1. Visible Use: The process of use is visible. An example is Russell's statement that he appropriated the shopping list genre by seeing his mother make similar lists. A negative example are personal computers and their programs: unlike, say, a white board, personal computers are not designed to make their use by one person visible to another, even though watching over someone's shoulder while they use a program is an excellent way to learn.
  2. Glassboxing (as opposed to blackboxing): The material artifact contains traces of its construction and use that can be deciphered by its intended audience. A positive example is the world wide web. While it is not possible document, more than one observer has speculated that the success of the web is due in part to the fact that web browsers provide the option for inspecting the html (the code that generates web pages), thus permitting anyone so inclined to see how particular effects were produced, and thus expand their facility in the medium. Curiously, a negative example would seem to be many teaching genres which are commodified, stripped of the traces of the process of their construction within an activity system - perhaps this seeming contradiction is explained by a third way in which appropriation may be supported.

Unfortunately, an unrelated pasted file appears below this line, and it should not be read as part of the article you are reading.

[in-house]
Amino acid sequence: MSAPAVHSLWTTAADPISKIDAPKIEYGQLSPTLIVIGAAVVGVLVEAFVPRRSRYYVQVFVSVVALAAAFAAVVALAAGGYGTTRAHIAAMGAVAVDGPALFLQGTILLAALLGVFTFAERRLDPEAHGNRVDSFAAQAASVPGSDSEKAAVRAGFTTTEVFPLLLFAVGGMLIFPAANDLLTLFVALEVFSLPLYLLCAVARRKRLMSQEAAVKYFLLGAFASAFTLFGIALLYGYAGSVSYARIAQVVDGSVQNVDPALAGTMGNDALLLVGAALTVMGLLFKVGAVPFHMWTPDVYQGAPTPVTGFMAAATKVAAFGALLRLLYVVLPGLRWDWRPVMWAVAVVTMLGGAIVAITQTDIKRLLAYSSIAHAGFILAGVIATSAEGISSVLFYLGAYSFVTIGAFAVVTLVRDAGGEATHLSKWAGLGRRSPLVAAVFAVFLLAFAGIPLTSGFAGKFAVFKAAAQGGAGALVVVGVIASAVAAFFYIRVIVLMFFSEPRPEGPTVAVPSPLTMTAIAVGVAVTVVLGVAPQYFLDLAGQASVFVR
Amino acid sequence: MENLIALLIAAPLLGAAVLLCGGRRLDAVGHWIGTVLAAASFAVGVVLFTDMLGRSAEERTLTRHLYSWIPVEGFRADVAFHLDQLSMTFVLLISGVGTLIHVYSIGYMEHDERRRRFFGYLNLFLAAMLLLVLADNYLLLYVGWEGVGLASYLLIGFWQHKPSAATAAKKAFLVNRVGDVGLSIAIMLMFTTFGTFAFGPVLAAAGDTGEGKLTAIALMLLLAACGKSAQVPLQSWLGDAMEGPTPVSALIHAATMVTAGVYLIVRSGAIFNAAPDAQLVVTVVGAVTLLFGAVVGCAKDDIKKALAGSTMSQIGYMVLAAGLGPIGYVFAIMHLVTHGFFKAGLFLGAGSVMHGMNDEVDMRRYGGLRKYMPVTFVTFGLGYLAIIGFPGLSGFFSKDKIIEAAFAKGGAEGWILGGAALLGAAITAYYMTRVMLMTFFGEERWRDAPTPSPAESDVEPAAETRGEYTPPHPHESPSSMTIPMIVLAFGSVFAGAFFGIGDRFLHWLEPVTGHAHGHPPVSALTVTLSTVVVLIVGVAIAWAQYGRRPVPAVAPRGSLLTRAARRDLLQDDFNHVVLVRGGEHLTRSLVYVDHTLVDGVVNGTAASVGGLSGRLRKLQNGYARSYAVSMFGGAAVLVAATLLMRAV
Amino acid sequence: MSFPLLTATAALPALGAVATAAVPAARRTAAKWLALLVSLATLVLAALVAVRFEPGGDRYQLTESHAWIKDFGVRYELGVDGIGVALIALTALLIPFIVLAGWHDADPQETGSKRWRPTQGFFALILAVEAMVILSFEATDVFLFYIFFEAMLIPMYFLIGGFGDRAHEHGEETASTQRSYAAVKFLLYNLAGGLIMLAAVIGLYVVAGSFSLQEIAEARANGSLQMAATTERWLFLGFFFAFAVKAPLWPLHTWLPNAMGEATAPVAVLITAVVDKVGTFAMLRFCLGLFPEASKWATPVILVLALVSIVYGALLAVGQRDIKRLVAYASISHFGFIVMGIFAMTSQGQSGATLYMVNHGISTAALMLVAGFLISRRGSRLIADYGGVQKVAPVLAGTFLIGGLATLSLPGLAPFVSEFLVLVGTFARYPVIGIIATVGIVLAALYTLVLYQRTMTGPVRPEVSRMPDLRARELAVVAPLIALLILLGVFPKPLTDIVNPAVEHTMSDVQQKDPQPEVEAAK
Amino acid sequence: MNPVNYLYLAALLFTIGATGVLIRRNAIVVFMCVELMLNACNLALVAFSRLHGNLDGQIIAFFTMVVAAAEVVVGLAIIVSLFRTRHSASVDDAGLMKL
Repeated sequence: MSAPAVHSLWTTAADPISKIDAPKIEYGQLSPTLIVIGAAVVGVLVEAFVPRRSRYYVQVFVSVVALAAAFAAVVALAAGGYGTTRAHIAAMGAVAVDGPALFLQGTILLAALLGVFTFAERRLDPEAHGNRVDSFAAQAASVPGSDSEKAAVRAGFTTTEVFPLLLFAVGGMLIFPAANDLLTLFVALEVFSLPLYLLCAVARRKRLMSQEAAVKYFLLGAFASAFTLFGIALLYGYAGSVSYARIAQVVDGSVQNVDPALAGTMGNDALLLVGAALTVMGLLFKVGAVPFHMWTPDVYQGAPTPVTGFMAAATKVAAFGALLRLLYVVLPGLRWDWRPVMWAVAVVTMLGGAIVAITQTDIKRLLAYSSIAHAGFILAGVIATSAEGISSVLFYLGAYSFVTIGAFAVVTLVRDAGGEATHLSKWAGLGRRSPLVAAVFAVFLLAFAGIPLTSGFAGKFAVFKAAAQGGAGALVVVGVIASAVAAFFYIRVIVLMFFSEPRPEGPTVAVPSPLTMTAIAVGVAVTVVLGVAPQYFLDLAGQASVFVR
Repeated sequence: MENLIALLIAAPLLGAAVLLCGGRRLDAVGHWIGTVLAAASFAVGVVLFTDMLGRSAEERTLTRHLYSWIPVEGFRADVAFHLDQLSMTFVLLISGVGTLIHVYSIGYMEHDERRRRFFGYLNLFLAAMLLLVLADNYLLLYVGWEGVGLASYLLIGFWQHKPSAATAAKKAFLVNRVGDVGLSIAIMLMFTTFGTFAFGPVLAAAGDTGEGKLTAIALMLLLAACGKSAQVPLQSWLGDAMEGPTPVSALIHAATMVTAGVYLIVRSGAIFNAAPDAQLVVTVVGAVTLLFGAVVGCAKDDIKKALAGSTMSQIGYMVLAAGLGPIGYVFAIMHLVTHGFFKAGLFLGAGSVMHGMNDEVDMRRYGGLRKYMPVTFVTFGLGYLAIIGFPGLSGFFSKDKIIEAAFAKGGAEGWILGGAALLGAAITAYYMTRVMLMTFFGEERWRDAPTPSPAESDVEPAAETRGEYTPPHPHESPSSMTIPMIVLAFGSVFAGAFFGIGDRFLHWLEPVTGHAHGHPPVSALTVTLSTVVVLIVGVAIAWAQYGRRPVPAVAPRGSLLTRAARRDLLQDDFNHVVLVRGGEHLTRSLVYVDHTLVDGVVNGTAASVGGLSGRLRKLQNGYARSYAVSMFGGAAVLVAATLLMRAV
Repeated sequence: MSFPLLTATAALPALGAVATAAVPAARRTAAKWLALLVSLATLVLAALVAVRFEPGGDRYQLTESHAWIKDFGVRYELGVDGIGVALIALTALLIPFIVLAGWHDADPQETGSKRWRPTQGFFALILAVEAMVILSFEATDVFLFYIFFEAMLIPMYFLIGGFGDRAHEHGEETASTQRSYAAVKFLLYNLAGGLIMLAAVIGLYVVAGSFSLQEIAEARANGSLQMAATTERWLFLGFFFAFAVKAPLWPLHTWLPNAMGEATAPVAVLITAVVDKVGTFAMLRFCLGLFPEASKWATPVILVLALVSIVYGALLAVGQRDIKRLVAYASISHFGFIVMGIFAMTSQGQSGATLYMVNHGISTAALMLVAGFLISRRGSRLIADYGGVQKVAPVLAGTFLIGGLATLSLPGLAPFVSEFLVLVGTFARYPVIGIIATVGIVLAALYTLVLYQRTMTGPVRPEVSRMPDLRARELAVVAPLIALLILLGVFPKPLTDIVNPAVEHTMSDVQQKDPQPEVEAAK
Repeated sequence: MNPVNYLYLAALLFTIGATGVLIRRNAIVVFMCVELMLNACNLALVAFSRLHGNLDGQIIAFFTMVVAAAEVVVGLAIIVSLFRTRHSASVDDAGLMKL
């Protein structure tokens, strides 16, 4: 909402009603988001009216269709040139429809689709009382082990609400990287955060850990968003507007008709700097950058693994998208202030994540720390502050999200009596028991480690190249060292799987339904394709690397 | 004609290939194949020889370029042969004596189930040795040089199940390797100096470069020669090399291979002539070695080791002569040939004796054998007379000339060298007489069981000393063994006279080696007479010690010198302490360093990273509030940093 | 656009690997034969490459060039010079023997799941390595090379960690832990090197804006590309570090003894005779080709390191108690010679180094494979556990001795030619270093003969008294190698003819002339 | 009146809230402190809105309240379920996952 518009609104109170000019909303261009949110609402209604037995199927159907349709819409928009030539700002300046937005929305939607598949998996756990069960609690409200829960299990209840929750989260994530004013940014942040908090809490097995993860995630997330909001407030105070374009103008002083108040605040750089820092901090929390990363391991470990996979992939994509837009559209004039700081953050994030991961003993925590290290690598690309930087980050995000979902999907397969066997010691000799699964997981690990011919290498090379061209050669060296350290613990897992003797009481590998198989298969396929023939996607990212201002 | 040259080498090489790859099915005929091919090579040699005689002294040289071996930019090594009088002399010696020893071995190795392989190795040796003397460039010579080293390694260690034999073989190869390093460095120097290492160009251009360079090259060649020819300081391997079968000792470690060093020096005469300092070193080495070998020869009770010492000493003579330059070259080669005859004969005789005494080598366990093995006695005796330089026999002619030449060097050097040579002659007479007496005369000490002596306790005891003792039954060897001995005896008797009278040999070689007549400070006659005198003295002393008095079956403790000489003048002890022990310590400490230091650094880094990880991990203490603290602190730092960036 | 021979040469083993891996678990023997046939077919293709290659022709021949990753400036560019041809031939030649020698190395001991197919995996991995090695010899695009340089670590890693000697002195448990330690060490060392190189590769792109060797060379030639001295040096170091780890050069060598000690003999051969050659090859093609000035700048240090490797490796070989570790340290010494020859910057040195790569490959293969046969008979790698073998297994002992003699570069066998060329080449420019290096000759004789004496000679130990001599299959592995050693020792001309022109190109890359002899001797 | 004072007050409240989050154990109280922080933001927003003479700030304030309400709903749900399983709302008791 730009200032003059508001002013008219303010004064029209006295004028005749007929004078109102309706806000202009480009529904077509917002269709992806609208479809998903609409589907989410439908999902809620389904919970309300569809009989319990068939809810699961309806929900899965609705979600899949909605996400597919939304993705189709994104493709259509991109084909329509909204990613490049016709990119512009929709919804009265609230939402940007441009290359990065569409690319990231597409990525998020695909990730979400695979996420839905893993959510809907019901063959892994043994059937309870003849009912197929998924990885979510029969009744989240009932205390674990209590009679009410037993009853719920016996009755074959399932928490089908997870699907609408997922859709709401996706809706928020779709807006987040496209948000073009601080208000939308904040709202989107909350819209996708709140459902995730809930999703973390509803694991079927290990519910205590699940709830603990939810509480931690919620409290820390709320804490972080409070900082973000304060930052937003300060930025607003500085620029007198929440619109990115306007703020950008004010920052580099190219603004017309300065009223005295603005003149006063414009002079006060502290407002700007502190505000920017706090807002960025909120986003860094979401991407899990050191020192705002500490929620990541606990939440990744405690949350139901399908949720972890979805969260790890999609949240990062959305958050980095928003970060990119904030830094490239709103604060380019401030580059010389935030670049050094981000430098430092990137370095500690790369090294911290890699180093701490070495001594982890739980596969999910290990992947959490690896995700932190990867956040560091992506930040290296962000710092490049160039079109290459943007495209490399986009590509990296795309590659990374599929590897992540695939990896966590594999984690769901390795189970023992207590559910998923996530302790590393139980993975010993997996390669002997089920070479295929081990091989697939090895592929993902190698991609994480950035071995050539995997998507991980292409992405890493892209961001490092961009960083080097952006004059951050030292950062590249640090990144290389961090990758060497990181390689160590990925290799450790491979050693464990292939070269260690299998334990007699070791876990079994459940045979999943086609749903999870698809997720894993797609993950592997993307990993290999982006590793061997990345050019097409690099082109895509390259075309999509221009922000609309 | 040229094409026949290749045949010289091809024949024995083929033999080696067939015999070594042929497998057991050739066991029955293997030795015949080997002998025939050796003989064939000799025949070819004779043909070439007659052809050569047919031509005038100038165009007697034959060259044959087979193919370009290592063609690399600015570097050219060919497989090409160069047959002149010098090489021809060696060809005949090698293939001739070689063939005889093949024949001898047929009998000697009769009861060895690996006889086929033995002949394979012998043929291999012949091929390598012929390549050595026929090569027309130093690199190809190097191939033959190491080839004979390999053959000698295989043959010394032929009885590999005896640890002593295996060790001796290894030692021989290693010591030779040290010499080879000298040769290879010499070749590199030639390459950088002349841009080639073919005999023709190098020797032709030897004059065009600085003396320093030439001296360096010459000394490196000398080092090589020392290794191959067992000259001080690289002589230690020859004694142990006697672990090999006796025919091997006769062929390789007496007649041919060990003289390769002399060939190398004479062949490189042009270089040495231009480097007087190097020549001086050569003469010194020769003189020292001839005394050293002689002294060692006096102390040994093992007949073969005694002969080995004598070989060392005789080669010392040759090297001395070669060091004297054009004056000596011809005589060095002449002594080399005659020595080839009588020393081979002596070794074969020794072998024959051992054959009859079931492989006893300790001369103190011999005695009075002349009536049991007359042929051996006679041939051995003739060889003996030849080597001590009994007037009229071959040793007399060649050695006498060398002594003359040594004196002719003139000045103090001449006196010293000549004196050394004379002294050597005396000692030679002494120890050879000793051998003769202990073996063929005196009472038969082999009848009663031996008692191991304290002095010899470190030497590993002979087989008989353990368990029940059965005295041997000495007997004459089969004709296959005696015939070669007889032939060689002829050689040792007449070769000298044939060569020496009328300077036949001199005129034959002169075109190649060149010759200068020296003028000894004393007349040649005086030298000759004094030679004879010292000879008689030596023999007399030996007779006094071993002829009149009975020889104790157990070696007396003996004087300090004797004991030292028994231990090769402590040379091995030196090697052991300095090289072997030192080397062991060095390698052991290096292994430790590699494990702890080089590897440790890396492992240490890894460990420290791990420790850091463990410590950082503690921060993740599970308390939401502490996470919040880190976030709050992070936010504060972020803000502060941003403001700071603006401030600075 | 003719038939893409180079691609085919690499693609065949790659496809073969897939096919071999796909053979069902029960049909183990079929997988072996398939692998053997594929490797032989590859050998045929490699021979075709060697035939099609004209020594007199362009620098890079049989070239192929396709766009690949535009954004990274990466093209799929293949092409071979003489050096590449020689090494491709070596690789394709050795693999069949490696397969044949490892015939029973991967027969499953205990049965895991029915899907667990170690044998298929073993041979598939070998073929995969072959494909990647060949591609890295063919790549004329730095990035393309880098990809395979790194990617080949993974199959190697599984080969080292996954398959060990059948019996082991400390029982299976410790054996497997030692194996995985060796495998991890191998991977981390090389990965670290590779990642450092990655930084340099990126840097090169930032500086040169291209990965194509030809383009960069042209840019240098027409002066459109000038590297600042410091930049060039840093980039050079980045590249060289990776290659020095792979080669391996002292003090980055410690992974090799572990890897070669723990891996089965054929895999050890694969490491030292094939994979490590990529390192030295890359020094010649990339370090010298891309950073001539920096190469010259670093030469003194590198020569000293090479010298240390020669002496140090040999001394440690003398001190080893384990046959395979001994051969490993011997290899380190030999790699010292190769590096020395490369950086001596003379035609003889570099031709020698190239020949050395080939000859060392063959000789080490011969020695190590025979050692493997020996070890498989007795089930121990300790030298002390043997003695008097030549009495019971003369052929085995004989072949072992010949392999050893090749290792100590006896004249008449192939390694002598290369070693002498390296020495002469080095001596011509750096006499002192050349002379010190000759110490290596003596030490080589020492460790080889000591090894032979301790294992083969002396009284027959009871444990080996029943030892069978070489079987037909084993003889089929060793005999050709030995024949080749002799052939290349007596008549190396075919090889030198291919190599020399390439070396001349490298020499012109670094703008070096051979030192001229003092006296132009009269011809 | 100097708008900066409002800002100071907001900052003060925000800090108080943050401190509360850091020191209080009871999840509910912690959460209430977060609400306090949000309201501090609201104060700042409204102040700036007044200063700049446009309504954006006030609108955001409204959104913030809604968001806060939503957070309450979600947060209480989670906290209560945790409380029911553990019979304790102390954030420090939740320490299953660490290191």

3. Social Transmissiblity. A third way in which the appropriation of a genre might be supported is through explicit social support. That is, the activity system within which a genre is used explicitly includes social roles (and rewards) which support the transmission of the genre. While this is not a characteristic of the genre per se, it seems likely that genre may have characteristics that support their social transmission. Perhaps this is the explanation for the commoditization of disciplinary genre used in the activity system of the University

'll conclude with a poem by Gary Snyder, which captures most of these issues quite beautifully:

Axe Handles

One afternoon the last week in April
Showing Kai how to throw a hatchet
One-half turn and it sticks in a stump.
He recalls the hatchet-head
Without a handle, in the shop
And go gets it, and wants it for his own.
A broken-off axe handle behind the door
Is long enough for a hatchet,
We cut it to length and take it
with the hatchet head
And work hatchet, to the wood block
There I begin to shape the old handle
With the hatchet, and the phrase
First learned from Ezra Pound
Rings in my ears!
"When making an axe handle
the pattern is not far off."
And I say this to Kai
"Look: We'll shape the handle
By checking the handle
Of the axe we cut with--"
And he sees. And I hear it again:
It's in Lu Ji's Wen Fu, fourth century
A.D. "Essay on Literature"--in the
Preface: "In making the handle
Of an axe
By cutting wood with an axe
the model is indeed near at hand."
My teacher Shih-hsiang Chen
Translated that and taught it years ago
And I see: Pound was an axe,
Chen was an axe, I am an axe
And my son a handle, soon
To be shaping again, model
And tool, craft of culture,
How we go on.

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Tom Erickson